Adam, I’ve self-published my last 8 books using Trinity Press International, a very small Christian publisher that has let me contract for any services I need from them, or do everything myself, and still retain all rights to my books. It has worked out well for me, and it seems that, most of the time, I have 2 or 3 books on Amazon’s best-seller lists under one of the Christian genres, usually Christian Mystery & Suspense.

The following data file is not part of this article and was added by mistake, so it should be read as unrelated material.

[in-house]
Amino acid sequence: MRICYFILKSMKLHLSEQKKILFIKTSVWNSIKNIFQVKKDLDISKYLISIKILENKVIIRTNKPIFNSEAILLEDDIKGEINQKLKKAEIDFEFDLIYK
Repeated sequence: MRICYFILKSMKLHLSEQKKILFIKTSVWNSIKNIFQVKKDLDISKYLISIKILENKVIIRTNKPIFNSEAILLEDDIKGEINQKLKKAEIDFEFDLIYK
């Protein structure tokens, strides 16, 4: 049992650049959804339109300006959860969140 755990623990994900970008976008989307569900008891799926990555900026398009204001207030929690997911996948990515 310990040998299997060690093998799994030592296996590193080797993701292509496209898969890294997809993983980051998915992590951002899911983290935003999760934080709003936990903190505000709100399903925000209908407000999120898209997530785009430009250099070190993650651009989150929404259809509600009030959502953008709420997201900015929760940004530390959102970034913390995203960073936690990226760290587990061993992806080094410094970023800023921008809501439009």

Here is my food for thought: I almost gave up Christian fiction and didn’t read any for a long time. I didn’t read secular fiction for sure, but I just talk to nonfiction books. Why? Because everything was being labeled Christian fiction whether it was truly Christian or not.All that had to happen to get it labeled Christian fiction was that a character had to go to church once or pray a prayer. The rest of the book could’ve been very carnal and yet it was labeled Christian. I would start a book, and have to stop reading it because I didn’t want to put junk in my head. The difficulty is finding truly Christian fiction. The other difficulty is finding well written Christian fiction. I love Christian fiction that deals with the difficulties in life, but deals with those difficult Situations with a clear a biblical-based truth. Well written Christian fiction doesn’t have to be cheesy or even come across preachy, but it Hass to be based on biblical truth! Christ needs to be magnified and not sin! This is why you were one of my favorite authors. Your writing isn’t cheesy, it isn’t carnal, and it’s intriguing! I don’t believe Christian fiction isn’t selling. I believe there’s a shortage in good Christian fiction writing.